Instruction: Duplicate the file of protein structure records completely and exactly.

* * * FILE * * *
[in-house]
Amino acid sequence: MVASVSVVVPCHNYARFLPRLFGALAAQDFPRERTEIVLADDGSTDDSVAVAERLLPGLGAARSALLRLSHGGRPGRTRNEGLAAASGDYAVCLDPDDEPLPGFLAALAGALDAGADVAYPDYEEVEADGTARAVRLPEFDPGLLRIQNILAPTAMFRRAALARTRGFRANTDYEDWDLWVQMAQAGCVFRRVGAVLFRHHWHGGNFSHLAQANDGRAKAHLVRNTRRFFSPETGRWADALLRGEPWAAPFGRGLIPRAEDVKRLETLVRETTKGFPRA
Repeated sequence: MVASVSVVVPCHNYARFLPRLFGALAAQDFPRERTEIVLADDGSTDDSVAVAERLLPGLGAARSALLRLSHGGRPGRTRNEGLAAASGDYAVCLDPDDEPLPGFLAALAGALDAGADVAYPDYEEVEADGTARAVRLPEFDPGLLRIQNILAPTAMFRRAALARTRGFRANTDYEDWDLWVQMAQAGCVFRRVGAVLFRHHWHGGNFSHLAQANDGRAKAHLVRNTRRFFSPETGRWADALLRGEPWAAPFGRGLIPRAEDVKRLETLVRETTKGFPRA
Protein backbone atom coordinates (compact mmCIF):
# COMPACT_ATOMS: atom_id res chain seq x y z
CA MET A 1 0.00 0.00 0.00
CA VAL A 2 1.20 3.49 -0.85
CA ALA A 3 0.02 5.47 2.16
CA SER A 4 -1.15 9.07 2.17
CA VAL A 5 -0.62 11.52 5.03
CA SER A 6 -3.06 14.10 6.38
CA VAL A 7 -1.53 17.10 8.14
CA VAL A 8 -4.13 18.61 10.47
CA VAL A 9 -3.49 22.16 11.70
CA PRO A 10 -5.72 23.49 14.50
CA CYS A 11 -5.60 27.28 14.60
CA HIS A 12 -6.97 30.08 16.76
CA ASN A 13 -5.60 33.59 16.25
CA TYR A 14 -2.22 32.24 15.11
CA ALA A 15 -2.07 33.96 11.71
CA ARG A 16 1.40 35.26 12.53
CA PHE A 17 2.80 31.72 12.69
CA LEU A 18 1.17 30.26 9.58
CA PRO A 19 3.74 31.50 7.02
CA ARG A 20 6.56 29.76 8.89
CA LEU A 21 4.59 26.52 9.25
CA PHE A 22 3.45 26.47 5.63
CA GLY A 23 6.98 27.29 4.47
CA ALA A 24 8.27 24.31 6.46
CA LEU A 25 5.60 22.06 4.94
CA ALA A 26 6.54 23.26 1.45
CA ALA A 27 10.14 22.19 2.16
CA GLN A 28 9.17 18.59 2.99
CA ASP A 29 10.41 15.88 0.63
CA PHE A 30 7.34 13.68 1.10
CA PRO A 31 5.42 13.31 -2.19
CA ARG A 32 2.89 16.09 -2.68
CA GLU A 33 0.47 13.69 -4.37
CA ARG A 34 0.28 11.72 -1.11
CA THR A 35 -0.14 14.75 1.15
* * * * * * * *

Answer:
[in-house]
Amino acid sequence: MVASVSVVVPCHNYARFLPRLFGALAAQDFPRERTEIVLADDGSTDDSVAVAERLLPGLGAARSALLRLSHGGRPGRTRNEGLAAASGDYAVCLDPDDEPLPGFLAALAGALDAGADVAYPDYEEVEADGTARAVRLPEFDPGLLRIQNILAPTAMFRRAALARTRGFRANTDYEDWDLWVQMAQAGCVFRRVGAVLFRHHWHGGNFSHLAQANDGRAKAHLVRNTRRFFSPETGRWADALLRGEPWAAPFGRGLIPRAEDVKRLETLVRETTKGFPRA
Repeated sequence: MVASVSVVVPCHNYARFLPRLFGALAAQDFPRERTEIVLADDGSTDDSVAVAERLLPGLGAARSALLRLSHGGRPGRTRNEGLAAASGDYAVCLDPDDEPLPGFLAALAGALDAGADVAYPDYEEVEADGTARAVRLPEFDPGLLRIQNILAPTAMFRRAALARTRGFRANTDYEDWDLWVQMAQAGCVFRRVGAVLFRHHWHGGNFSHLAQANDGRAKAHLVRNTRRFFSPETGRWADALLRGEPWAAPFGRGLIPRAEDVKRLETLVRETTKGFPRA
Protein backbone atom coordinates (compact mmCIF):
# COMPACT_ATOMS: atom_id res chain seq x y z
CA MET A 1 0.00 0.00 0.00
CA VAL A 2 1.20 3.49 -0.85
CA ALA A 3 0.02 5.47 2.16
CA SER A 4 -1.15 9.07 2.17
CA VAL A 5 -0.62 11.52 5.03
CA SER A 6 -3.06 14.10 6.38
CA VAL A 7 -1.53 17.10 8.14
CA VAL A 8 -4.13 18.61 10.47
CA VAL A 9 -3.49 22.16 11.70
CA PRO A 10 -5.72 23.49 14.50
CA CYS A 11 -5.60 27.28 14.60
CA HIS A 12 -6.97 30.08 16.76
CA ASN A 13 -5.60 33.59 16.25
CA TYR A 14 -2.22 32.24 15.11
CA ALA A 15 -2.07 33.96 11.71
CA ARG A 16 1.40 35.26 12.53
CA PHE A 17 2.80 31.72 12.69
CA LEU A 18 1.17 30.26 9.58
CA PRO A 19 3.74 31.50 7.02
CA ARG A 20 6.56 29.76 8.89
CA LEU A 21 4.59 26.52 9.25
CA PHE A 22 3.45 26.47 5.63
CA GLY A 23 6.98 27.29 4.47
CA ALA A 24 8.27 24.31 6.46
CA LEU A 25 5.60 22.06 4.94
CA ALA A 26 6.54 23.26 1.45
CA ALA A 27 10.14 22.19 2.16
CA GLN A 28 9.17 18.59 2.99
CA ASP A 29 10.41 15.88 0.63
CA PHE A 30 7.34 13.68 1.10
CA PRO A 31 5.42 13.31 -2.19
CA ARG A 32 2.89 16.09 -2.68
CA GLU A 33 0.47 13.69 -4.37
CA ARG A 34 0.28 11.72 -1.11
CA THR A 35 -0.14 14.75 1.15